An Airbus A320neo aircraft and a Bombardier CSeries aircraft are pictured during a news conference to announce a partnership between Airbus and Bombardier on the C Series aircraft programme, in Colomiers
By Allison Lampert and Tim Hepher
MONTREAL/TOULOUSE, France (Reuters) - Airbus has agreed to take a majority stake in Bombardier's troubled CSeries jetliner programme, securing the plane's future and giving the Canadian firm a possible way out of a damaging trade dispute with Boeing.
Shares in Bombardier leapt more than 20 percent on Tuesday after news of the deal with Europe's biggest aerospace group.
Airbus will get a 50.01 percent stake in an entity recently carved out of Bombardier to produce and market the CSeries, four years after it first flew with a goal to enter the $125 billion a year market for large jets.
But in a move emblematic of the huge risks of aerospace competition, Bombardier will get just one dollar for the majority stake in exchange for Airbus's purchasing and marketing power to support an aircraft that has won fans for its fuel efficiency but few recent orders due to doubts over its future.
In reality, the terms of the deal mean Bombardier could pay Airbus to take over by agreeing to underwrite $700 million of risks related to cost overruns in coming years.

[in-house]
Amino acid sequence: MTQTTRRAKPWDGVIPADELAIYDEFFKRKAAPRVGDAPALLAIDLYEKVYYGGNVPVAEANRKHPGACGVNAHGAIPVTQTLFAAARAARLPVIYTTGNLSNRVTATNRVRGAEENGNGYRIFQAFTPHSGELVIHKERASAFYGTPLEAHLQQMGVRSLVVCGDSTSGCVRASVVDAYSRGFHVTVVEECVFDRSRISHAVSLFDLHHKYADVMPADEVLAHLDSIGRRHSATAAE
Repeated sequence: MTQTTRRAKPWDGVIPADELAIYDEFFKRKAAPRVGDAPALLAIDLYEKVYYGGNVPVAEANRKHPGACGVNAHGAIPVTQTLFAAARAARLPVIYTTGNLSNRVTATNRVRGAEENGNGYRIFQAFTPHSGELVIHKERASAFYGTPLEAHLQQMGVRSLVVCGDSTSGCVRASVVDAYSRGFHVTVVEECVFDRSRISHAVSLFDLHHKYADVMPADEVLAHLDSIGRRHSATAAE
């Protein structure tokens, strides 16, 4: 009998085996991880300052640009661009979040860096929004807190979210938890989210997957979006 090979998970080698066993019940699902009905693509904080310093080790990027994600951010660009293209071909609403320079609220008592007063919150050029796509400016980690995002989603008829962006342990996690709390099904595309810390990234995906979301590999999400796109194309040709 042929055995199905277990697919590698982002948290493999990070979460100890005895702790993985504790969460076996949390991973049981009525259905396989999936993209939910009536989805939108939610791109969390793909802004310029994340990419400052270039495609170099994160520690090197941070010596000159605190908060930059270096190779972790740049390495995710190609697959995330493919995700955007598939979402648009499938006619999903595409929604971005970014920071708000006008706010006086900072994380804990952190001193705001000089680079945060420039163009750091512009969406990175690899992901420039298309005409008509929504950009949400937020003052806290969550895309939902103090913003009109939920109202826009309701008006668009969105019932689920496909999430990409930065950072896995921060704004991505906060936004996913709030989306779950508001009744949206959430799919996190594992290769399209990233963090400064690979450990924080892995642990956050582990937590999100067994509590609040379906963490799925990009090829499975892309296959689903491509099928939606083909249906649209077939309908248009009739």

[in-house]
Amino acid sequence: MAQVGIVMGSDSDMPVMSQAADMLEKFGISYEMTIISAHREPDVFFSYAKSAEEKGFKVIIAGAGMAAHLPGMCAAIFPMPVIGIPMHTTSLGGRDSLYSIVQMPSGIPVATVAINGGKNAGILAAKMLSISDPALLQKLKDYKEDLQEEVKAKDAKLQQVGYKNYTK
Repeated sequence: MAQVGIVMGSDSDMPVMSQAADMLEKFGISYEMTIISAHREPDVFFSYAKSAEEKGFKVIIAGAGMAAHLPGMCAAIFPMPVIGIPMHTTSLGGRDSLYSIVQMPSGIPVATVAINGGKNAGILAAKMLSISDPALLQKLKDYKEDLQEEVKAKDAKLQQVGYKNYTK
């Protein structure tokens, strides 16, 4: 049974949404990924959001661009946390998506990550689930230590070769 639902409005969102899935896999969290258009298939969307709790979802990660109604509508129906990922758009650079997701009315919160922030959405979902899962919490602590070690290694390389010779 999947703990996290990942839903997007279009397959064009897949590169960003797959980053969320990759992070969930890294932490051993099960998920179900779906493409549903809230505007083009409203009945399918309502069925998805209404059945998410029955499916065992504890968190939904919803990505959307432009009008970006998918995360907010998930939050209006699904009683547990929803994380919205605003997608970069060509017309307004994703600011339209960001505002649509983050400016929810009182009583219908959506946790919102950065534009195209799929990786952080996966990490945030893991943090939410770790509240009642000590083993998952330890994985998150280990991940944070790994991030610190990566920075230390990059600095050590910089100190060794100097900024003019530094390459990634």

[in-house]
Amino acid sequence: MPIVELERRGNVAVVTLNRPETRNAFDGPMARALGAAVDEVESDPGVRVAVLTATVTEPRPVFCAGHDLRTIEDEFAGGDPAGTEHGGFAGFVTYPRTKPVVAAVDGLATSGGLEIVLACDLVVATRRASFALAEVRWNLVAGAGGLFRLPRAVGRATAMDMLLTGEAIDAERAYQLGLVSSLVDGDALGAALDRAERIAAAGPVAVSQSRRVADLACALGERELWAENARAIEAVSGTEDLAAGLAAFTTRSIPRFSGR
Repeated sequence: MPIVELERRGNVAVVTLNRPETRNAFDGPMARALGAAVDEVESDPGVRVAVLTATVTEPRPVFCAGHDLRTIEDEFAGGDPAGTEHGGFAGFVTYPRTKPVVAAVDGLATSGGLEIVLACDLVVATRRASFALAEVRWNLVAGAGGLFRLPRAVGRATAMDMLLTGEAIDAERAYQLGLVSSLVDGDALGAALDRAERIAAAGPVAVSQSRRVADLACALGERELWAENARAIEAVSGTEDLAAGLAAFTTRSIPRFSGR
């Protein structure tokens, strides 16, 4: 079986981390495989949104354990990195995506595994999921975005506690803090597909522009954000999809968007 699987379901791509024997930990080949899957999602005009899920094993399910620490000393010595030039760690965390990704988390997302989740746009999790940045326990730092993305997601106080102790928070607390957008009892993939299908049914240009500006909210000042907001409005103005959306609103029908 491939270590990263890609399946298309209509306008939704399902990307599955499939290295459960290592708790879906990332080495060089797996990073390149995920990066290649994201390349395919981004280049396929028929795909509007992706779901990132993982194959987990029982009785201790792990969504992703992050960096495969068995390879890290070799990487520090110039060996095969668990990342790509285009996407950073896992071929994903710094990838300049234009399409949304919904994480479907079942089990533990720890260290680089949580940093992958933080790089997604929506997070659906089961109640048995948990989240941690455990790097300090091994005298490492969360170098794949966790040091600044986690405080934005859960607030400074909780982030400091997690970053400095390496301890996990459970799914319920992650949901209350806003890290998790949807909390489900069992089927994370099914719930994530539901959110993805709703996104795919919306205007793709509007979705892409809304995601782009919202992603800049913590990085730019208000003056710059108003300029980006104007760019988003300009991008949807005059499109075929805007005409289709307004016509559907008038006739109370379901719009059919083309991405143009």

"It's an unexpected move by Airbus but indicates they see good market potential for the CSeries. Neither they nor Boeing currently offer an aircraft in the regional jet market," said aerospace consultant John Strickland of JLS Consulting.
Airbus shares rose around 5 percent.
The deal is similar to one that Airbus walked away from in 2015 when it decided the investment in a plane that had not yet entered service was too risky - with one major difference: that some of the jets will be produced in the United States.
That could change the power balance in Bombardier's costly trade dispute with Boeing, though it is not the main reason why the two former rivals have come together, executives said.
The U.S. Commerce Department has threatened a possible 300 percent duty on CSeries jet imports after backing Boeing's complaint that Bombardier received illegal subsidies and dumped the planes at low prices.
The deal with Airbus now means CSeries jets can be built at Airbus' Alabama assembly plant, which according to the two companies would exempt them from import duties.
"Assembly in the U.S. can resolve the (tariff) issue because it then becomes a domestic product," Bombardier's chief executive, Alain Bellemare, told reporters at Airbus's headquarters in Toulouse.
Airbus CEO Tom Enders hailed the tie-up as "a win for Canada ... a win for the UK," referring to Bombardier's wing-making factory in Northern Ireland whose future had been threatened by the distant trade war.
He said it would also create new U.S. jobs.
The deal appeared to catch Boeing off guard. Locked in a separate 13-year trade dispute with Airbus, Boeing called it a "questionable deal" between two of its subsidized competitors.